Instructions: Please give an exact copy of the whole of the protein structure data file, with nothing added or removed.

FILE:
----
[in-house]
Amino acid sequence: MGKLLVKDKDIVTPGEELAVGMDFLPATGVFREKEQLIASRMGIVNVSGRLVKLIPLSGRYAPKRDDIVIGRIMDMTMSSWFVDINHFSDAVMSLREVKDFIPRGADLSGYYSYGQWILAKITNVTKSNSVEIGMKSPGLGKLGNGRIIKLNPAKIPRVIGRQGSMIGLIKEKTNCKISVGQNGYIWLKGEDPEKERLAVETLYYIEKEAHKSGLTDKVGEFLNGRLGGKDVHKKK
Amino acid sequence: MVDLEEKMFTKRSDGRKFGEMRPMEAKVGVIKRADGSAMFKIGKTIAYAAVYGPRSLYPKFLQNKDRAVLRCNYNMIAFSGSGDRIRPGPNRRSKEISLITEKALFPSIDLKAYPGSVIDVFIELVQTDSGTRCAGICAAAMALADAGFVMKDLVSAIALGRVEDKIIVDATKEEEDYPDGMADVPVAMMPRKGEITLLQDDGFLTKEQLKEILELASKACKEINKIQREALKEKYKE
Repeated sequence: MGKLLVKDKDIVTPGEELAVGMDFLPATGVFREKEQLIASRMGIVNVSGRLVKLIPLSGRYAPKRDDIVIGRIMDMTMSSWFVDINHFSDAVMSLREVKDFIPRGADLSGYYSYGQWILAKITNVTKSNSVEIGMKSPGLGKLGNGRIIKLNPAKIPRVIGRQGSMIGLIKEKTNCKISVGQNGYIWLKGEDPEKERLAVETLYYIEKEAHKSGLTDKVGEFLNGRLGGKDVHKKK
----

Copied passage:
[in-house]
Amino acid sequence: MGKLLVKDKDIVTPGEELAVGMDFLPATGVFREKEQLIASRMGIVNVSGRLVKLIPLSGRYAPKRDDIVIGRIMDMTMSSWFVDINHFSDAVMSLREVKDFIPRGADLSGYYSYGQWILAKITNVTKSNSVEIGMKSPGLGKLGNGRIIKLNPAKIPRVIGRQGSMIGLIKEKTNCKISVGQNGYIWLKGEDPEKERLAVETLYYIEKEAHKSGLTDKVGEFLNGRLGGKDVHKKK
Amino acid sequence: MVDLEEKMFTKRSDGRKFGEMRPMEAKVGVIKRADGSAMFKIGKTIAYAAVYGPRSLYPKFLQNKDRAVLRCNYNMIAFSGSGDRIRPGPNRRSKEISLITEKALFPSIDLKAYPGSVIDVFIELVQTDSGTRCAGICAAAMALADAGFVMKDLVSAIALGRVEDKIIVDATKEEEDYPDGMADVPVAMMPRKGEITLLQDDGFLTKEQLKEILELASKACKEINKIQREALKEKYKE
Repeated sequence: MGKLLVKDKDIVTPGEELAVGMDFLPATGVFREKEQLIASRMGIVNVSGRLVKLIPLSGRYAPKRDDIVIGRIMDMTMSSWFVDINHFSDAVMSLREVKDFIPRGADLSGYYSYGQWILAKITNVTKSNSVEIGMKSPGLGKLGNGRIIKLNPAKIPRVIGRQGSMIGLIKEKTNCKISVGQNGYIWLKGEDPEKERLAVETLYYIEKEAHKSGLTDKVGEFLNGRLGGKDVHKKK